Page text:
DigitAF is a 4-year Horizon Europe project aiming to increase agroforestry (AF) from pioneers and early adopters to 50% of all farmers in the EU by 2035, making it a mainstream practice.
As part of the Green Deal, the European Commission has set the goal of making the agriculture, forestry and land use sectors climate neutral by 2035. Agroforestry is an important component of this process because of its impact on climate change adaptation and mitigation, biodiversity conservation, soil protection and agricultural sustainability. However, there are currently several barriers, such as the willingness to adopt agroforestry, economic feasibility and institutional resistance.
DigitAF therefore aims to create the right conditions for the implementation of quality AF to unlock its full potential. In doing so, the project intends to address the knowledge gaps that prevent widespread adoption of AF and transfer newly generated knowledge to relevant actors, including policymakers, practitioners and beneficiaries of agroforestry products and services. Meeting the needs of these three groups is the starting point and determines the further structure of the project.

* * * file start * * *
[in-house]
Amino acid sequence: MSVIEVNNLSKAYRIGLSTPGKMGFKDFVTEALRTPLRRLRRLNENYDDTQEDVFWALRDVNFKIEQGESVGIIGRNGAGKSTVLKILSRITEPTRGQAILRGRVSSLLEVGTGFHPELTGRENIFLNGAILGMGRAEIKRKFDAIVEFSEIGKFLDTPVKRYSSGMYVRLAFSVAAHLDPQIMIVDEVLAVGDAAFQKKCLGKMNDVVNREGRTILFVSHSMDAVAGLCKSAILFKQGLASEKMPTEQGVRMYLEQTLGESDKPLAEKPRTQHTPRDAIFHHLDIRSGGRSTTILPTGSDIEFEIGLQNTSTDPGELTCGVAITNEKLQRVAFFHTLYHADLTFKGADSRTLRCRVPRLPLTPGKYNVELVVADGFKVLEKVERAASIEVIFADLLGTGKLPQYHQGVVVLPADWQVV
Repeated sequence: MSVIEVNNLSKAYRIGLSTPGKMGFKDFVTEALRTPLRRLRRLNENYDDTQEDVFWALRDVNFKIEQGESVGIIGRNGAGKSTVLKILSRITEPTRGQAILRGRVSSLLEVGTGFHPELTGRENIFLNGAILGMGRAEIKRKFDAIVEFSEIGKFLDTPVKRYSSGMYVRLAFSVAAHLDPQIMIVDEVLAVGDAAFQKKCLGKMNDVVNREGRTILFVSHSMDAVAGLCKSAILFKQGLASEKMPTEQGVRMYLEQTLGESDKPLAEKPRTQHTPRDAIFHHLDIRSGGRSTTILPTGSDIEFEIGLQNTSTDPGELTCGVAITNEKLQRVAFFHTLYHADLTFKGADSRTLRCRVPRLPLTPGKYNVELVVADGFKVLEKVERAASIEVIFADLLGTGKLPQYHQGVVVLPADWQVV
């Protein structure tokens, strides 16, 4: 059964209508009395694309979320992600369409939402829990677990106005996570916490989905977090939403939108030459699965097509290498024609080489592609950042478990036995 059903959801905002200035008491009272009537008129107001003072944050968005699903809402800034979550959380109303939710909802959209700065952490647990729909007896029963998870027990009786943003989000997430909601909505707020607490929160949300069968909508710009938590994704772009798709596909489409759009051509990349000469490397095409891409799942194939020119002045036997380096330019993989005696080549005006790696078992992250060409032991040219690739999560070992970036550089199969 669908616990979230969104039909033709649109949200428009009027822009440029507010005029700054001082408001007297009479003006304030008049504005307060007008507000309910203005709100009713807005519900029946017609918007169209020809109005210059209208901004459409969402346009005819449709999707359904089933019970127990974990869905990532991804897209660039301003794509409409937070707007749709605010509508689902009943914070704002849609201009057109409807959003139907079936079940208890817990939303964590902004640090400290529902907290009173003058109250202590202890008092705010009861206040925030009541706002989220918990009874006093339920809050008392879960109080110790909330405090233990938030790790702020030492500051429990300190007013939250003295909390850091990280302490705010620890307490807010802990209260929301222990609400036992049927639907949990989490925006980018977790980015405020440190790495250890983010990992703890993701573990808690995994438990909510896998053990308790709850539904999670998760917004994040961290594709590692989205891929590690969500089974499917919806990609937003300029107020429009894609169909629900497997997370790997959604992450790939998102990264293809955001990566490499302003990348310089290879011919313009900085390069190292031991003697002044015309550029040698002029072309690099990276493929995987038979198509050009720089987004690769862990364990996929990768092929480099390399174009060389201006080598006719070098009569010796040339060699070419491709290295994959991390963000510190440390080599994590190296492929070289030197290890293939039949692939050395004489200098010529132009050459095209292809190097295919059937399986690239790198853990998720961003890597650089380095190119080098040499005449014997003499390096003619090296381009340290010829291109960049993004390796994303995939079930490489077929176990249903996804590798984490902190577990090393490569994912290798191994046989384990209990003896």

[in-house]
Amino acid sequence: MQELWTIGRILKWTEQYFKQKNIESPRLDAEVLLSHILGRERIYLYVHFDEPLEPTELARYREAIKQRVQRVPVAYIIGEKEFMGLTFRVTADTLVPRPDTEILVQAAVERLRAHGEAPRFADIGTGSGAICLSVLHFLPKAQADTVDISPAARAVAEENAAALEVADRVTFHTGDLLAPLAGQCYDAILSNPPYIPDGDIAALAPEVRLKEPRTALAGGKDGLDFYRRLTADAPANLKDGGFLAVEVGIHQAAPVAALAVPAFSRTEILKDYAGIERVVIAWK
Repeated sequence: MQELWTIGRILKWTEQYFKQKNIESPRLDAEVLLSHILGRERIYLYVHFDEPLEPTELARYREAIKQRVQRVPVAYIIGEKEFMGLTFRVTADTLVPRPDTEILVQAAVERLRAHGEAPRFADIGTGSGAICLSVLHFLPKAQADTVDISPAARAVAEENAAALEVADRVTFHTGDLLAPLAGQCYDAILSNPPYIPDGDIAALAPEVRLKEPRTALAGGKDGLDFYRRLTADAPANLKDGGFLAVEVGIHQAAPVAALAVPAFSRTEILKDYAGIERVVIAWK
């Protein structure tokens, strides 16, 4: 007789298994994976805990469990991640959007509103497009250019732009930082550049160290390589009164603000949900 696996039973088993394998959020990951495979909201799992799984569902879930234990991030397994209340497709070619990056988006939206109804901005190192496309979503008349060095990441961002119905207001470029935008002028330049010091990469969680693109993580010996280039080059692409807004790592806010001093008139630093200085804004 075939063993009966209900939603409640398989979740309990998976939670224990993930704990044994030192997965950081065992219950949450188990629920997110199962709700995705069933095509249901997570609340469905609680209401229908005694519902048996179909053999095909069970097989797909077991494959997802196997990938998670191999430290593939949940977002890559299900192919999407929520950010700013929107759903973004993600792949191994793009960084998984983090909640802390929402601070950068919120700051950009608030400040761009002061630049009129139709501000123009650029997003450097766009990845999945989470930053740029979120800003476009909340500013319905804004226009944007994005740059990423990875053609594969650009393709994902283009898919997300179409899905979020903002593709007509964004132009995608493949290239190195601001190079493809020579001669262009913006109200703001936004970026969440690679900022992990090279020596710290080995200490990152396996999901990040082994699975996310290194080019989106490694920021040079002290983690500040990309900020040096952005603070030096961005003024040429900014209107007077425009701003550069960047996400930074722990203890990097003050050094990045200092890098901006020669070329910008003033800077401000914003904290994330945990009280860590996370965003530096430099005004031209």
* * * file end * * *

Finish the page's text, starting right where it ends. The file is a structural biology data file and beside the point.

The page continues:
A user-centred and multi-actor approach will be developed by setting up six Living Labs (NL, IT, CZ, FI, DE, UK) that will contribute knowledge to the DigitAF database and work on their own region-specific questions. This knowledge is then formalised into models that form the basis for practical tools. Testing of new technologies will take place in “lifelong learning” or on demonstration farms.
The above objectives will be achieved by a consortium of 32 partners from 20 countries, coordinated by INRAE (Institut National de Recherche pour l’Agriculture, l’Alimentation et l’Environnement). The ELO is mainly involved in Work Package One, which deals with strengthening agroforestry and carbon farming policies while developing tools for policy makers.
Funded by the European Union. Views and opinions expressed are however those of the author(s) only and do not necessarily reflect those of the European Union. The European Union cannot be held responsible for them.
Grant agreement: 101059794